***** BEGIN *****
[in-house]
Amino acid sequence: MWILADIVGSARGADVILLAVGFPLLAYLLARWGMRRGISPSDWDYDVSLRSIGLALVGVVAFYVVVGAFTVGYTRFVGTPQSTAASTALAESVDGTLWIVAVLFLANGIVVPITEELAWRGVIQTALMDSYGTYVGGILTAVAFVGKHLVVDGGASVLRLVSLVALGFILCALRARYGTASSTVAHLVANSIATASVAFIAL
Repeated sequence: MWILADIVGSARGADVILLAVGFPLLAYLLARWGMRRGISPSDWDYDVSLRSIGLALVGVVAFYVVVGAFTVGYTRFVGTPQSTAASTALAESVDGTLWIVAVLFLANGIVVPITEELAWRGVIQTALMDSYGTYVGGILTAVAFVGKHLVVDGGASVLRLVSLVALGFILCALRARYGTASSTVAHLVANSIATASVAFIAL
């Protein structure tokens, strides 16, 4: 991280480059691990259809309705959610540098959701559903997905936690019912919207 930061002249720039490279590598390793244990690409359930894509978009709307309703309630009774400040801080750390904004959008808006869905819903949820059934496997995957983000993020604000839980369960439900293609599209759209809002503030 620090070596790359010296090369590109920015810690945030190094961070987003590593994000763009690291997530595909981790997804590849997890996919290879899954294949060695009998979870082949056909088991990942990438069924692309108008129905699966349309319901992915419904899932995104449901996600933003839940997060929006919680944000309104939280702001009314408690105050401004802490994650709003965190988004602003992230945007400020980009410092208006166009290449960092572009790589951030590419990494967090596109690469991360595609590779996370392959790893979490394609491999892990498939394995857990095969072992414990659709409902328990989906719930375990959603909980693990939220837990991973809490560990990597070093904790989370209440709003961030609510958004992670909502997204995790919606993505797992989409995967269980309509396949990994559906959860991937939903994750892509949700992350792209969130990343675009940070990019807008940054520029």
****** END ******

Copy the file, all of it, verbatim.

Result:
[in-house]
Amino acid sequence: MWILADIVGSARGADVILLAVGFPLLAYLLARWGMRRGISPSDWDYDVSLRSIGLALVGVVAFYVVVGAFTVGYTRFVGTPQSTAASTALAESVDGTLWIVAVLFLANGIVVPITEELAWRGVIQTALMDSYGTYVGGILTAVAFVGKHLVVDGGASVLRLVSLVALGFILCALRARYGTASSTVAHLVANSIATASVAFIAL
Repeated sequence: MWILADIVGSARGADVILLAVGFPLLAYLLARWGMRRGISPSDWDYDVSLRSIGLALVGVVAFYVVVGAFTVGYTRFVGTPQSTAASTALAESVDGTLWIVAVLFLANGIVVPITEELAWRGVIQTALMDSYGTYVGGILTAVAFVGKHLVVDGGASVLRLVSLVALGFILCALRARYGTASSTVAHLVANSIATASVAFIAL
């Protein structure tokens, strides 16, 4: 991280480059691990259809309705959610540098959701559903997905936690019912919207 930061002249720039490279590598390793244990690409359930894509978009709307309703309630009774400040801080750390904004959008808006869905819903949820059934496997995957983000993020604000839980369960439900293609599209759209809002503030 620090070596790359010296090369590109920015810690945030190094961070987003590593994000763009690291997530595909981790997804590849997890996919290879899954294949060695009998979870082949056909088991990942990438069924692309108008129905699966349309319901992915419904899932995104449901996600933003839940997060929006919680944000309104939280702001009314408690105050401004802490994650709003965190988004602003992230945007400020980009410092208006166009290449960092572009790589951030590419990494967090596109690469991360595609590779996370392959790893979490394609491999892990498939394995857990095969072992414990659709409902328990989906719930375990959603909980693990939220837990991973809490560990990597070093904790989370209440709003961030609510958004992670909502997204995790919606993505797992989409995967269980309509396949990994559906959860991937939903994750892509949700992350792209969130990343675009940070990019807008940054520029």